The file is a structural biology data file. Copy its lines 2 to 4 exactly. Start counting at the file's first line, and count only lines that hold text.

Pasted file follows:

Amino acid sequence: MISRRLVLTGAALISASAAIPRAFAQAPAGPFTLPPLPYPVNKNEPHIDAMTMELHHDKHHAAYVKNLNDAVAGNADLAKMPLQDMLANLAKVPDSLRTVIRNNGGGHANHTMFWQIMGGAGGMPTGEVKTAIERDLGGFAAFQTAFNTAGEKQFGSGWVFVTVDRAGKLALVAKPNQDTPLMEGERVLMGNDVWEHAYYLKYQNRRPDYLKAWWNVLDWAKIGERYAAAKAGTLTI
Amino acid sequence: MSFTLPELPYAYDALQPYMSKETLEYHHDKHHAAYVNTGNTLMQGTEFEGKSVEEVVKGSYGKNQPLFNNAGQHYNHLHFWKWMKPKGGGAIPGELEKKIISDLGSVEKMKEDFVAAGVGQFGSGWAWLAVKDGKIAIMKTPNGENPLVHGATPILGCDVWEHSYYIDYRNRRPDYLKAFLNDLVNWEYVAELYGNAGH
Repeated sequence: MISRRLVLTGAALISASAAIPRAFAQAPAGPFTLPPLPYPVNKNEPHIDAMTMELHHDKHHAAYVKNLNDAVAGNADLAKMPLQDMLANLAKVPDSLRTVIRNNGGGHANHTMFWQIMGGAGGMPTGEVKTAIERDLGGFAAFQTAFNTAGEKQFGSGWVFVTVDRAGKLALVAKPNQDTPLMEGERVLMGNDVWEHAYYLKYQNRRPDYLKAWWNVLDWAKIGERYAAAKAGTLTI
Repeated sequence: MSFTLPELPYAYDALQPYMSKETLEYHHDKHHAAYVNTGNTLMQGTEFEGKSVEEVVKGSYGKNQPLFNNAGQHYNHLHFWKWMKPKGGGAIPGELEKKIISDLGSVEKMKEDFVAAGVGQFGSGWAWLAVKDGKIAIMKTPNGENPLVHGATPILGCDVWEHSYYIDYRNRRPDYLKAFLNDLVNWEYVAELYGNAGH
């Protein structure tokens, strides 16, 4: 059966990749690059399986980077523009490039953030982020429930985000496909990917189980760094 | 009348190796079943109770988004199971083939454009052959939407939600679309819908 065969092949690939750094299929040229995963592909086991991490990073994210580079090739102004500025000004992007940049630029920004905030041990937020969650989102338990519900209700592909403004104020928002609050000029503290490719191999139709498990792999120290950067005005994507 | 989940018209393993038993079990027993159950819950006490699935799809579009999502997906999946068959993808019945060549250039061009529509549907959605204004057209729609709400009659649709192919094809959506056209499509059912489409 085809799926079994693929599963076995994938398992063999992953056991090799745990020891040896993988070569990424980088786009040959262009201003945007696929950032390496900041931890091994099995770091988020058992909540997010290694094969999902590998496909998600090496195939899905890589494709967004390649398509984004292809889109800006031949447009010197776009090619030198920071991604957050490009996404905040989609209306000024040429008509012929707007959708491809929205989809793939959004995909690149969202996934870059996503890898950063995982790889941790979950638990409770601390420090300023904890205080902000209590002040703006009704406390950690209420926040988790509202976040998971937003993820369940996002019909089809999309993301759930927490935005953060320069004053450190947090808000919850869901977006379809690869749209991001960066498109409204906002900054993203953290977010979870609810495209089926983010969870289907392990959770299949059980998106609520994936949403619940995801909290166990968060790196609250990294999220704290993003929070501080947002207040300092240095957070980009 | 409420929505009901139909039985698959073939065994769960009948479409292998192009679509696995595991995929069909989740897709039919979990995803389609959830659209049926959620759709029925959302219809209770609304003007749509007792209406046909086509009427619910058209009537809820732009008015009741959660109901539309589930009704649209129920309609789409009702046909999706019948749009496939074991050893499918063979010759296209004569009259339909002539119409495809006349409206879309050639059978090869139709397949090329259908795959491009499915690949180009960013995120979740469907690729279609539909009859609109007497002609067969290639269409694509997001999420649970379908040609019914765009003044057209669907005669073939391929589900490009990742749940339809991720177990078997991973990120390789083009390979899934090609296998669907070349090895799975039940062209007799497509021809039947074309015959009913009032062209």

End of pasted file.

Amino acid sequence: MSFTLPELPYAYDALQPYMSKETLEYHHDKHHAAYVNTGNTLMQGTEFEGKSVEEVVKGSYGKNQPLFNNAGQHYNHLHFWKWMKPKGGGAIPGELEKKIISDLGSVEKMKEDFVAAGVGQFGSGWAWLAVKDGKIAIMKTPNGENPLVHGATPILGCDVWEHSYYIDYRNRRPDYLKAFLNDLVNWEYVAELYGNAGH
Repeated sequence: MISRRLVLTGAALISASAAIPRAFAQAPAGPFTLPPLPYPVNKNEPHIDAMTMELHHDKHHAAYVKNLNDAVAGNADLAKMPLQDMLANLAKVPDSLRTVIRNNGGGHANHTMFWQIMGGAGGMPTGEVKTAIERDLGGFAAFQTAFNTAGEKQFGSGWVFVTVDRAGKLALVAKPNQDTPLMEGERVLMGNDVWEHAYYLKYQNRRPDYLKAWWNVLDWAKIGERYAAAKAGTLTI
Repeated sequence: MSFTLPELPYAYDALQPYMSKETLEYHHDKHHAAYVNTGNTLMQGTEFEGKSVEEVVKGSYGKNQPLFNNAGQHYNHLHFWKWMKPKGGGAIPGELEKKIISDLGSVEKMKEDFVAAGVGQFGSGWAWLAVKDGKIAIMKTPNGENPLVHGATPILGCDVWEHSYYIDYRNRRPDYLKAFLNDLVNWEYVAELYGNAGH